Union Files Grievance Over Ponson Case

Sidney Ponson
A week after the Orioles placed Sidney Ponson on termination waivers, the Major League Baseball Players Association filed a grievance on behalf of the pitcher. (Ed Zurga - AP)

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By Jorge Arangure Jr.
Washington Post Staff Writer
Friday, September 9, 2005

BALTIMORE, Sept. 8 -- A week after the Baltimore Orioles placed Sidney Ponson on termination waivers, the Major League Baseball Players Association filed a grievance on behalf of the pitcher, saying his contract was improperly voided.

Ponson, who signed a three-year, $22.5 million contract prior to the 2004 season, is owed $10 million next season.

The Orioles responded to the union's grievance with a tersely worded statement from counsel H. Russell Smouse.

"The grievance filed today by the union is absolutely without merit," the statement read. "It will be vigorously defended by the Orioles and Major League Baseball as both the terms of the contract and the facts fully support the action which was taken by the club.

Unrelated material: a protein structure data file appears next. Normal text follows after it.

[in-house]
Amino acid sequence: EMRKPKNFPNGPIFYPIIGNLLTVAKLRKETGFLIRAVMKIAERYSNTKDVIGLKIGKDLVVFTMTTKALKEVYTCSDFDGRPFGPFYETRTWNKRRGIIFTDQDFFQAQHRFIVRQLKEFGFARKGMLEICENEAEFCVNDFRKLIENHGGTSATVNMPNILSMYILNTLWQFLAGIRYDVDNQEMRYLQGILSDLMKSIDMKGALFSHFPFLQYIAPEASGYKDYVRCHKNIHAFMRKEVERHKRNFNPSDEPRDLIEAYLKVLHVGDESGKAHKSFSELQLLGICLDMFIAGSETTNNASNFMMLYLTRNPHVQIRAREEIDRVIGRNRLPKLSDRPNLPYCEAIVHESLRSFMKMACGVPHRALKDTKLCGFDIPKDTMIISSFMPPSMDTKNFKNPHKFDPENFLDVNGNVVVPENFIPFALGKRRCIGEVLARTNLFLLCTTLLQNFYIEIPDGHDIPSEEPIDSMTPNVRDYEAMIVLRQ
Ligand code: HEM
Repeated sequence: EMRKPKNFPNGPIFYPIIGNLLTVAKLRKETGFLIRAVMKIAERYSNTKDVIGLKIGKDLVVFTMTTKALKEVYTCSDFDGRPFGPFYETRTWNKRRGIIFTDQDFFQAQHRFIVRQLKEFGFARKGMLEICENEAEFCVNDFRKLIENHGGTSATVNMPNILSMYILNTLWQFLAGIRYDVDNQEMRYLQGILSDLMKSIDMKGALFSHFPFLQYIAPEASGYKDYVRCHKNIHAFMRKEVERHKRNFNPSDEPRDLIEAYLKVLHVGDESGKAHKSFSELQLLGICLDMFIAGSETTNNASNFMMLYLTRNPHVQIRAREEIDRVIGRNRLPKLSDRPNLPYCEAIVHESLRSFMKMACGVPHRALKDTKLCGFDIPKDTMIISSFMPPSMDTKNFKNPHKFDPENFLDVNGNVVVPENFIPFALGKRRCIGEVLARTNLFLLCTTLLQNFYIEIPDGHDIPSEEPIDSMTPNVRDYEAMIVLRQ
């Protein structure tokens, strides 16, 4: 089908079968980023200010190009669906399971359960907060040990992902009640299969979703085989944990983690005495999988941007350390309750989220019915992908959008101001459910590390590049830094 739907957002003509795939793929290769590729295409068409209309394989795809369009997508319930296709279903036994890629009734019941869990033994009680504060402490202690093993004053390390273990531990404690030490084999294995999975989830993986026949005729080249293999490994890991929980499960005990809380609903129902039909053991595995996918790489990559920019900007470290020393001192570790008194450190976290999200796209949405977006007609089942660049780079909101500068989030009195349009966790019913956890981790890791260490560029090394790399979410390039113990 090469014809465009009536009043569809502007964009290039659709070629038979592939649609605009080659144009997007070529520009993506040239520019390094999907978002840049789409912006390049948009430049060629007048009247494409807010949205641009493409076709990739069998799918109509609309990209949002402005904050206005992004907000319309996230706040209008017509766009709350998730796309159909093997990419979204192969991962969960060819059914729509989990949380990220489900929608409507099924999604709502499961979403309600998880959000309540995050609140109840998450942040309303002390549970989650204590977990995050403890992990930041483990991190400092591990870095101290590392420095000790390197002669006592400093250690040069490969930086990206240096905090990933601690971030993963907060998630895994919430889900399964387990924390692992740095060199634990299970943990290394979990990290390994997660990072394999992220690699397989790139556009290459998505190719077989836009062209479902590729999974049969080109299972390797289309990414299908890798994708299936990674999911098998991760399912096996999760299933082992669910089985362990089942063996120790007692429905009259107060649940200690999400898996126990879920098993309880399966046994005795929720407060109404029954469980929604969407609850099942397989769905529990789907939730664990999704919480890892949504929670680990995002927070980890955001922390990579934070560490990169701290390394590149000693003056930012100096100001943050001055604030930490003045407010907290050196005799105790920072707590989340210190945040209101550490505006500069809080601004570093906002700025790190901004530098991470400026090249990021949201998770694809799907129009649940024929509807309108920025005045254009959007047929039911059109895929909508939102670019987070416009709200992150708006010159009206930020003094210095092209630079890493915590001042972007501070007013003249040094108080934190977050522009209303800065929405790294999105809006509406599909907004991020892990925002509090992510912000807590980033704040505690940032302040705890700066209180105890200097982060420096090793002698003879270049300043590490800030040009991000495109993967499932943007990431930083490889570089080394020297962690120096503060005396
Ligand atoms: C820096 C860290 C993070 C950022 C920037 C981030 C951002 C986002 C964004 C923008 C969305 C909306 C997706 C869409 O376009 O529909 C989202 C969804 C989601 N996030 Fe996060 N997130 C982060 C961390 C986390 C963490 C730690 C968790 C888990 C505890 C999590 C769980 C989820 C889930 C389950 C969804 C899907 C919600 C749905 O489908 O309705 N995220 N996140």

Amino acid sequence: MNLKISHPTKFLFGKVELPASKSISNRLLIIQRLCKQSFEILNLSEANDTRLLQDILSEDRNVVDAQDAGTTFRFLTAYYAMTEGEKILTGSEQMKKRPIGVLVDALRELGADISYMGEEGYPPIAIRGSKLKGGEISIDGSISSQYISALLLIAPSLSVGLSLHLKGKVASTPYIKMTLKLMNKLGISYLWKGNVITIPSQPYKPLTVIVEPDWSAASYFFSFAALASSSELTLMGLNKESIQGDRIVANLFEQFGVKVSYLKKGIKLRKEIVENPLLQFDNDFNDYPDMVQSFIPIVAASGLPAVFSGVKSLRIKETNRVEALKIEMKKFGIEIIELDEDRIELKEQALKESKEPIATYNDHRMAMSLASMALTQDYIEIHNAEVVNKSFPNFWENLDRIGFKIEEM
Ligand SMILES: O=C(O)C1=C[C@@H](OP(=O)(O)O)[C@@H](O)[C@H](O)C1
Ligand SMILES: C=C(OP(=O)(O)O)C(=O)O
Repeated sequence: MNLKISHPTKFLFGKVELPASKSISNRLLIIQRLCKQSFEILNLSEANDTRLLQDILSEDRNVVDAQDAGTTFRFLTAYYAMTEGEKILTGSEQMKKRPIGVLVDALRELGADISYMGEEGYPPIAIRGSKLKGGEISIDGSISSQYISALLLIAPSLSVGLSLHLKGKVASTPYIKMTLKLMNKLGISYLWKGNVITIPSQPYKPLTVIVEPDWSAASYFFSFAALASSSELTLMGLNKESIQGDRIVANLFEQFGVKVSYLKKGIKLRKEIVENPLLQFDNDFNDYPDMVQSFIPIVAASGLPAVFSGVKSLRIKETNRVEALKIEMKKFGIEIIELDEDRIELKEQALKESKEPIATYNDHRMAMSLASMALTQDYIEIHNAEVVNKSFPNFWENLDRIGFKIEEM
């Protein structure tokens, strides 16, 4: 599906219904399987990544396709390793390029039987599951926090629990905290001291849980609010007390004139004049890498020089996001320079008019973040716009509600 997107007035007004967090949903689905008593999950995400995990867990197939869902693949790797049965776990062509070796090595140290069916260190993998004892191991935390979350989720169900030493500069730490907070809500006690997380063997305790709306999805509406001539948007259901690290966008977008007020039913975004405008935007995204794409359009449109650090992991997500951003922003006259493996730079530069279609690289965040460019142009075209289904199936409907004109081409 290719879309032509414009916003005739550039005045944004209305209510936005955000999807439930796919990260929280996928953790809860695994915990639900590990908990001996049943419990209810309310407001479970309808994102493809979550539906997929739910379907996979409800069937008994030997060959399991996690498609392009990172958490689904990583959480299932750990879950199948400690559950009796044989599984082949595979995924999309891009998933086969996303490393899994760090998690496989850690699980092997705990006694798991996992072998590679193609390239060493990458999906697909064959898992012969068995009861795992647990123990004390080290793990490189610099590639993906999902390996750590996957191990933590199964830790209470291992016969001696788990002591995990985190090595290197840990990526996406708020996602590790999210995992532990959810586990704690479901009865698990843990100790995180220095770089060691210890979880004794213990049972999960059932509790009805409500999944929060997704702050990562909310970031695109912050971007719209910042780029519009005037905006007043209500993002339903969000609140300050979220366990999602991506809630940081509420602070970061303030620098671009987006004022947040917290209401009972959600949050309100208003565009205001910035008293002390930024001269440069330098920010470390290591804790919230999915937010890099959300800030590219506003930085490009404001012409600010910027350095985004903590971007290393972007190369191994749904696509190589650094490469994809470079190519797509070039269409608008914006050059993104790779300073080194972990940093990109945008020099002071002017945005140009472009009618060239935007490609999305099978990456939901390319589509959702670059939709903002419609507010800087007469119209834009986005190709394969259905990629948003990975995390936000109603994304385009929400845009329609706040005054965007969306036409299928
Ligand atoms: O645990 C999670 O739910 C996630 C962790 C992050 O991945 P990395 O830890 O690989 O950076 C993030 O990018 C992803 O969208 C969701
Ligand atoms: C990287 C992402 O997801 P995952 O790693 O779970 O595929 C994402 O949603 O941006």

"Those facts speak to a history of a player who totally disregarded his contractual obligations and, as a result, was in clear breach of his contract and not in the physical condition to be a productive member of the club. The action taken by the club was thoroughly appropriate and indeed was compelled by the facts of the matter. Sidney Ponson's pattern of contempt for what can reasonably be expected of a Major League Baseball player is most disappointing."

If the Orioles and Ponson do not reach a settlement, arbitrator Shyam Das will listen to the case, which likely won't happen for a couple of months.

The Orioles believe Ponson violated paragraphs 7(b)(1), 7(b)(2), and 7(b)(3) of the uniform player's contract, which detail the behavior expected of a player and the proper physical conditioning a player should maintain. Ponson has been arrested three times since December in alcohol-related incidents, most recently for allegedly driving while intoxicated two weeks ago in Baltimore.

A victory by the Orioles in this case would be groundbreaking. Though other teams have tried in the past to void a contract, none has won a case heard by an arbitrator.


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